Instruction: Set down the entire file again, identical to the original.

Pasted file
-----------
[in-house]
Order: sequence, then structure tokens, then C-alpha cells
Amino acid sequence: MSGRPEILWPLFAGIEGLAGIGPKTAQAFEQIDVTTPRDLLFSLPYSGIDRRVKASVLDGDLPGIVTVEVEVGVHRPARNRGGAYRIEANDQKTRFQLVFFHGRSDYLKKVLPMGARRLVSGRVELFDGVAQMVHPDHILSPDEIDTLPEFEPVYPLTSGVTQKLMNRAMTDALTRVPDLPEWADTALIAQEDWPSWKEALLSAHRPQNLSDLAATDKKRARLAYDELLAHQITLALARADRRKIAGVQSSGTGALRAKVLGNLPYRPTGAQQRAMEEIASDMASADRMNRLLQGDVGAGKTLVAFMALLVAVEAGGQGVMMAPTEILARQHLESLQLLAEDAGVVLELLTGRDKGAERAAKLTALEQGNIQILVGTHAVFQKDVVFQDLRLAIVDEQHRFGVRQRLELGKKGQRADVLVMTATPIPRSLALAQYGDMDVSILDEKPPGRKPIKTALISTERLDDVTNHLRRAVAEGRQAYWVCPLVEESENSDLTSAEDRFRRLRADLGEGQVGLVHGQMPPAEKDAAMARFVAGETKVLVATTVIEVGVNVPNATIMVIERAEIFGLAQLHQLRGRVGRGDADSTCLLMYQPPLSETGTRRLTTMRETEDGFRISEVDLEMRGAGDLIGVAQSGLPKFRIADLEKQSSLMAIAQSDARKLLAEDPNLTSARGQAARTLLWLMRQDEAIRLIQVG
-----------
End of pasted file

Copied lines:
[in-house]
Order: sequence, then structure tokens, then C-alpha cells
Amino acid sequence: MSGRPEILWPLFAGIEGLAGIGPKTAQAFEQIDVTTPRDLLFSLPYSGIDRRVKASVLDGDLPGIVTVEVEVGVHRPARNRGGAYRIEANDQKTRFQLVFFHGRSDYLKKVLPMGARRLVSGRVELFDGVAQMVHPDHILSPDEIDTLPEFEPVYPLTSGVTQKLMNRAMTDALTRVPDLPEWADTALIAQEDWPSWKEALLSAHRPQNLSDLAATDKKRARLAYDELLAHQITLALARADRRKIAGVQSSGTGALRAKVLGNLPYRPTGAQQRAMEEIASDMASADRMNRLLQGDVGAGKTLVAFMALLVAVEAGGQGVMMAPTEILARQHLESLQLLAEDAGVVLELLTGRDKGAERAAKLTALEQGNIQILVGTHAVFQKDVVFQDLRLAIVDEQHRFGVRQRLELGKKGQRADVLVMTATPIPRSLALAQYGDMDVSILDEKPPGRKPIKTALISTERLDDVTNHLRRAVAEGRQAYWVCPLVEESENSDLTSAEDRFRRLRADLGEGQVGLVHGQMPPAEKDAAMARFVAGETKVLVATTVIEVGVNVPNATIMVIERAEIFGLAQLHQLRGRVGRGDADSTCLLMYQPPLSETGTRRLTTMRETEDGFRISEVDLEMRGAGDLIGVAQSGLPKFRIADLEKQSSLMAIAQSDARKLLAEDPNLTSARGQAARTLLWLMRQDEAIRLIQVG